The YouTube Debate
So the sissy Republicans who tried to avoid their YouTube debate are finally facing The People.
Anderson Cooper acknowledges the concerns about the kinds of questions asked last time but only manages to insult the entire field of questioners by featuring the stupid moments. Thanks, Andy. Next we have a song about the candidates that is an utter waste of time. We have more than 10 minutes of preambles, taking up the chance to add two questions. And I'll waste a line of pixels noting that none of these guys believes in blow-dried hair. It's a greasy-haired bunch.
We have the same formatting problem from the last debate: the videos are a small screen on a screen. And worse, they're sometimes out of sync. And dark and unwatchable.
We start with a tribute to Lou Dobbs: immigration.
Finally, question No. 1: A New Yorker asks Rudy Giuliani about New York being a sanctuary city. Rudy says that New York was not a sanctuary city but on my TV, CNN's transmission glitches and we missed a few crucial words from his answer. Rudy defends himself; Mitt Romney goes after him; Rudy attacks back, saying that Mitt had illegal immigrants working in his mansion. Mitt calls foreigners "people with funny accents." Fred Thompson jumps into what is looking like a schoolyard squabble.
John McCain talks about "our" failures in Katrina, Iraq, and immigration and complains about the spirit of the debate. Tom Tancredo, the Dobbs candidate, says its wonderful because people are "trying to out-Tancredo Tancredo." Then Duncan Hunter gets his chance to brag about building border fences. You'd think that immigration is the No. 1 issue in America as we have yet another question on the topic. And Mike Huckabee has to defend himself on the topic.
Finally, we get off immigration but land on someone pushing Ron Paul on conspiracy theorists and the Trilateral Commission. Jee-sus. This is our national election? These are what CNN thinks are what we think are the most important topics in this election? What a cartoon.
Next: the economy and national debt and John McCain, acting like the only adult here, says that we have forgotten how to control spending. Now there's another question about spending, asking a few of the candidates what the top three programs they'd cut are. Fred Thompson doesn't quite answer it, saying there are a hundred.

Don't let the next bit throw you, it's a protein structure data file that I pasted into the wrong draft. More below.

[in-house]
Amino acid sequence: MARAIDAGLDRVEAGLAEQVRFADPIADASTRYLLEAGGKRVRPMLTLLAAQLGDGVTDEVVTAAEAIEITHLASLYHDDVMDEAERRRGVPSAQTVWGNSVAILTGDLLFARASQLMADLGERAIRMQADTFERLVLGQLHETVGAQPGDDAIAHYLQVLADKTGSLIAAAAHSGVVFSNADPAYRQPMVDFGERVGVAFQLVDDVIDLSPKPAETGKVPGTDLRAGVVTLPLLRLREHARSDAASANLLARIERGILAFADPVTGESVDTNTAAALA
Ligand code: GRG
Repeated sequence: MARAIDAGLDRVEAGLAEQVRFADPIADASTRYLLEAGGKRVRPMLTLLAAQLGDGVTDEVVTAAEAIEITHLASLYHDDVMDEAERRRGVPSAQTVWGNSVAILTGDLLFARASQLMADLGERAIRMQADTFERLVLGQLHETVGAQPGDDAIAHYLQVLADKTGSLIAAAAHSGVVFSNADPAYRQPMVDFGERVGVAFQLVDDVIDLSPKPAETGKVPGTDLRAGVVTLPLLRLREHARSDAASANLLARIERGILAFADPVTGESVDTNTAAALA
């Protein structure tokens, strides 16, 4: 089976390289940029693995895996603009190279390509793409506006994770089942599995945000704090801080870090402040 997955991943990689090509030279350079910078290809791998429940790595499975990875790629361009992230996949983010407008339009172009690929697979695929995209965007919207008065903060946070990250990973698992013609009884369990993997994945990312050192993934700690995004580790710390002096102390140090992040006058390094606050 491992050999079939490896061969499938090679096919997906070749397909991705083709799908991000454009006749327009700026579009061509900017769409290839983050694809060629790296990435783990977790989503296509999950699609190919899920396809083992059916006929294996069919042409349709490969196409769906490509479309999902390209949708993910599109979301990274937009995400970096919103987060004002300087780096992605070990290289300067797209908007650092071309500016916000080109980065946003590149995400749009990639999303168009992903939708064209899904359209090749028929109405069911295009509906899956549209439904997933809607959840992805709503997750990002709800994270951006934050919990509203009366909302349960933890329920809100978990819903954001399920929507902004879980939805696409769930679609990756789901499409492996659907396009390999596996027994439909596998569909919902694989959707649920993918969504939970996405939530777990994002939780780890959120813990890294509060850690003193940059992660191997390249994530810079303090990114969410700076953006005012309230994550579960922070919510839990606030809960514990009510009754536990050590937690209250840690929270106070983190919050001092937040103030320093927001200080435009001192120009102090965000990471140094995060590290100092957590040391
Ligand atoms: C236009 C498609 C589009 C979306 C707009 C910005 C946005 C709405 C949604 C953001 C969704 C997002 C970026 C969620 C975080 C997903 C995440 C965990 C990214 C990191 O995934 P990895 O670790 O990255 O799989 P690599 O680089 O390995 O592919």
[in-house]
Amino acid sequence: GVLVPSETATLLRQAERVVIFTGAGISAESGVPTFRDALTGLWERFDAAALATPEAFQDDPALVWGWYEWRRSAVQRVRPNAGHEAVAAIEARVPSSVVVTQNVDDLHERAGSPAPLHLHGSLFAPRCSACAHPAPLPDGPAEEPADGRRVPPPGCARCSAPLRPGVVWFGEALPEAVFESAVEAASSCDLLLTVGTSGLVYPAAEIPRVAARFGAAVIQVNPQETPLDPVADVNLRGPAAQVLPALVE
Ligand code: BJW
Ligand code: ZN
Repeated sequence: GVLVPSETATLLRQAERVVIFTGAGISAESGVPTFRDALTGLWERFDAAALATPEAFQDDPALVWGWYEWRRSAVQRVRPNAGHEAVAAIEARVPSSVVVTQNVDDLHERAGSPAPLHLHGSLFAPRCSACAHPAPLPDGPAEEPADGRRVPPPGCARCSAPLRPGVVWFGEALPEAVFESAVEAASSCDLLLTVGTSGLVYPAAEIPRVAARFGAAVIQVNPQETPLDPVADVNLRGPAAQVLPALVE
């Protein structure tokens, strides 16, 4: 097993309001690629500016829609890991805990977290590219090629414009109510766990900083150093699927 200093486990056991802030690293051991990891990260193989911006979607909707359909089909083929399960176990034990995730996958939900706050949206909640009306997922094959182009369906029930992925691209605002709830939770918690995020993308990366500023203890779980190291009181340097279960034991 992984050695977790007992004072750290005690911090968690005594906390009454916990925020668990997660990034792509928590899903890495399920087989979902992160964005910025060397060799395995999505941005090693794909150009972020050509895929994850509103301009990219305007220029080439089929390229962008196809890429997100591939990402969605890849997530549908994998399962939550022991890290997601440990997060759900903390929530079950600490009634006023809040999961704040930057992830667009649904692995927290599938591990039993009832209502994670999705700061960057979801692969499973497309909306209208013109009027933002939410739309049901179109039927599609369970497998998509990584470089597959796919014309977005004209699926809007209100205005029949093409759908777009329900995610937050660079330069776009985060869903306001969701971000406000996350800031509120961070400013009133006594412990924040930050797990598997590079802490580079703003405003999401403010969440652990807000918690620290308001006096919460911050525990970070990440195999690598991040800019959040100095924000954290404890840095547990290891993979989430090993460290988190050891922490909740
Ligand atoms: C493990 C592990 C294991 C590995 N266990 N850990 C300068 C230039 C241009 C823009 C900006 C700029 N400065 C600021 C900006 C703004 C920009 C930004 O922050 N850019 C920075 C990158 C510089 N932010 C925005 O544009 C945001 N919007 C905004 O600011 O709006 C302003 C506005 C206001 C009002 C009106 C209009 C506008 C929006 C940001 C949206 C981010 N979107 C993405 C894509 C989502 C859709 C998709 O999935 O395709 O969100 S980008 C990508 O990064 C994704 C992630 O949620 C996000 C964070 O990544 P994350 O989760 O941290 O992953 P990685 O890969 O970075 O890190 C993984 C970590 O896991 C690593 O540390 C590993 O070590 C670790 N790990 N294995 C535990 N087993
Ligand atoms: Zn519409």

Now instead of a damned snowman we get a damned Uncle Sam asking about getting rid of the income tax. Once again, CNN is treating the people as a nation on the fringe.
McCain goes after Ron Paul's isolationism and says the message of the troops is "let us win." Paul says McCain doesn't understand the difference between "nonintervention and isolationism."
Grover Norquist asks for his pledge not to raise taxes. Guess what their answers are. But Thompson and McCain say they won't pledge to Norquist but will pledge only to the American people.
Next: poison toys from China. What's to say? Who's in favor of them?
Each candidate gets to put up a video and Fred Thompson's attacks others. "I want to give my buddies here a little airtime."
Now the apparently obligatory gun-lover questions. One challenges Rudy Giuliani for suggesting that gun-owners should have to pass a written exam. Giuliani suggests the need for "reasonable regulations" and gets booed. Another asks what guns they own.
Next a question on black-on-black crime and Mitt Romney responds by praising the kid who asks it for having a father. A bit condescending, no?
A woman asks that if abortion is found to be illegal what crimes a woman who receives an abortion should be charged with and what about the doctor? Ron Paul punts: it's up to the state and he says as a former OB doctor he never saw a medically necessary abortion. Fred Thompson says overturning Roe v. Wade "should be our No. 1 focus." A.J. from New Jersey asks whether the candidates would sign a ban on abortion. Giuliani says he would not sign it and would leave it to the states to decide. He also says he would not criminalize abortion. Romney says that if the Congress signed such a bill, "terrific."
Next, a simple question: "The death penalty. What would Jesus do?" Mike Huckabee says he's the only candidate who executed. "I believe there is a place for a death penalty." Huckabee's pushed on the question and says "Jesus was too smart to ever run for public office."
A guy named Joseph asks three times whether the candidates believe every word in "this book" -- the Bible. Giuliani says that he doesn't believe it all literally. The Rev. Huckabee says there is allegory.
A Muslim woman asks about about repairing America's image in the Muslim world. Giuliani pushes the war on terror and McCain pushes the war in Iraq.
When asked about torture, Romney refuses to define it. McCain slaps Romney and says he can't believe that he wouldn't know about or define waterboarding as torture.
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